Un Dimanche á Paris is a boutique chocolatier, patisserie, bar, restaurant and shop in-one – I thought I’d died and gone to heaven when I walked in here! Tucked away in an ancient little passage off Boulevard St. Germain this uber cool concept store offers chocolates, macarons, and patisserie perfection. There are shelves laden with caramel sauces and jars of spicy little chocolate-covered pink peppercorns, chocolates as far as you can see and of course the exquisite pastries. Of the above shops this is the one place I’d like to go back and spend some ‘quality’ time. Have a little drool over some of their creations…
4-6-8 Cour du Commerce Saint André 75006 Paris – Métro: Mabillon, Odéon, Saint-Michel
So there you have it, some of the best Parisian Chocolatiers, Patisseries and confectioners all in one sweet little hub.
I hope I’ve tickled your taste buds and if you’d like to visit any of the shops mentioned I’ve added them to a handy little map. Just for you. Sweet.
London’s skyscraper, The Shard, designed by architect Renzo Piano is an amazing visitor attraction. ‘The View from the Shard’ on floors 69-72 is the only place where it is possible to see all of London at once. The 360 degree panoramic takes in the Tower of London, St Paul’s Cathedral, Big Ben, Buckingham Palace, Battersea Power Station, Wembley Stadium and the Olympic Park. I visited the Shard on a grey and mizzy opening day to see how many London landmarks I could spot.
I love looking down on the world from way up high – be it from a hot air balloon, a plane window or the highest of buildings. I’ve viewed Paris from the Eiffel Tower, Toronto and its islands from the CN Tower, New York from the observation deck of the World Trade Centre and Las Vegas, The Grand Canyon and Rio de Janeiro by helicopter. Obviously I don’t suffer from vertigo. When I heard about The View from the Shard I knew instantly that I had to see my capital city from its highest point.
Check out the views from the time I looked out over Dubai from the Burj Khalifa
What’s it like to visit the Shard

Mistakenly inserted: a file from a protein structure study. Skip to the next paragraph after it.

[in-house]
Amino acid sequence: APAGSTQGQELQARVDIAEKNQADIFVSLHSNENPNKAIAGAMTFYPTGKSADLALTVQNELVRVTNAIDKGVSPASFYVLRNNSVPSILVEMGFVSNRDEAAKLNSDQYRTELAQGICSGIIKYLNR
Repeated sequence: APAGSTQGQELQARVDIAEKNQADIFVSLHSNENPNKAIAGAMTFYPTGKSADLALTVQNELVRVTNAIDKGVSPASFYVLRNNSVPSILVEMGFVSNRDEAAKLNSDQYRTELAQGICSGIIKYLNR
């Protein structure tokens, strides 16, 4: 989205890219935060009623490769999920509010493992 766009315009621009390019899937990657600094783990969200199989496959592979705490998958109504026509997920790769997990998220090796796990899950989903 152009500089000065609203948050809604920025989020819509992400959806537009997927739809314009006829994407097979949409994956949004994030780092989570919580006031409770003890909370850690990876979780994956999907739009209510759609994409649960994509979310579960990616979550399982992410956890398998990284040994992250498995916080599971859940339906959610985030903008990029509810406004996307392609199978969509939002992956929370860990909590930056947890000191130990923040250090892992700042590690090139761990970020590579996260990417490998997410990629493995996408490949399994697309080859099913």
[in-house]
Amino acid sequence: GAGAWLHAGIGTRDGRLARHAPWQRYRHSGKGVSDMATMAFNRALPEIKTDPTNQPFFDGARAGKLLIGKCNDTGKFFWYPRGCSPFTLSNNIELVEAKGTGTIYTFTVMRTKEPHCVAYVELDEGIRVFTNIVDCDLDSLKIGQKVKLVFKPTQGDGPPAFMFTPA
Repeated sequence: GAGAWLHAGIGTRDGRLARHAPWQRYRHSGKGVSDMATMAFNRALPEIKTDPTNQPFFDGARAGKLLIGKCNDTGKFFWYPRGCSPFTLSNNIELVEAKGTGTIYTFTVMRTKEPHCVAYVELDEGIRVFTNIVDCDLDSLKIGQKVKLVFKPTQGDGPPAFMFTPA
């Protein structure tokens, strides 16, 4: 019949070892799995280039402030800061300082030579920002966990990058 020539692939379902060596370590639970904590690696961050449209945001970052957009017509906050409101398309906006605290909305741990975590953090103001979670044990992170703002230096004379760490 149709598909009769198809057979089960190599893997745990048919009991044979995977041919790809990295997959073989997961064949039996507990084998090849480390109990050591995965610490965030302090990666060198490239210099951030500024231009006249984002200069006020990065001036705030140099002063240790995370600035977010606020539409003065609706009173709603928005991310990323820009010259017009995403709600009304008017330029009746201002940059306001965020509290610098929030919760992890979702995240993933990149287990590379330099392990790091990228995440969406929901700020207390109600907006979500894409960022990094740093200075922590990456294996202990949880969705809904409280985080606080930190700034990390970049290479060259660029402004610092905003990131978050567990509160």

We started our visit in the lobby before going through security where coats and bags pass through x-ray machines and people through a scanner – much like airport security only friendlier. We’re directed to the first lift through an area with a map of London covering the walls and floor with cryptic clues marking each landmark. The Shard experience is ‘queue free’ because visitors choose the time and date of their visit so with a limited number of tickets available per slot we didn’t have to wait.
The first lift, one of 44 in the building, went up the first 33 floors at a rate of 6 metres a second. We shooshed upwards smoothly and quietly feeling nothing but a small tummy flip as we came to a halt. The lift attendants were chatty and gave out random facts like that 95% of the building’s construction materials are recycled. The second lift whisked us up the next 35 floors to level 68, the cloudscape, and as we stepped out my ears popped. Onwards and upwards and a short flight of stairs and we’re at floor 69 home to the triple-height main viewing gallery. The ascent took no more than a minute; to take the stairs – all 306 flights – doesn’t bear thinking about…
The day had started wet and grey but luckily the rain had cleared and the sun even put in a brief appearance although raindrops still speckled the glass. On a clear day the epic views stretch for up to 40 miles.
View of the Thames
The view from the Shard
After half an hour on this level we climbed up another short set of stairs to reach floor 72. This is the highest viewing point of any building in Western Europe at a spectacular height of 244 metres.
Partially open to the elements this level is surrounded by massive shards of glass. These gradually taper up to a peak making up the spire. This takes The Shard to a full breathtaking 1,016 feet.
Looking up to the peak
11,000 panes of glass to clean
We thoroughly enjoyed our visit to the Shard and I’d love to return and view London at dusk. Afternoon tea at The Shard sounds pretty good too. A stay high up at the hotel in the Shard, The Shangri La, would be an experience too.
What’s to know…
How much time did we spend at The Shard? Set aside 1 to 2 hours – we were there around 1.5 hours and we weren’t rushed through the visit.
Prices – In Advance: Adults: £25.95, Children: £19.95 On the day: Adults: £30.95, Children: £24.95
These Prices for General Admission at April 2017
Daily 9am to 10pm except 25 December. Timed tickets every 30 minutes until last entry at 8.30pm. The Shard closes at 10pm.
Getting there – Tube London Bridge (Northern Line, Jubilee Line) Overground/Network Rail London Bridge
The Shard Viewing Gallery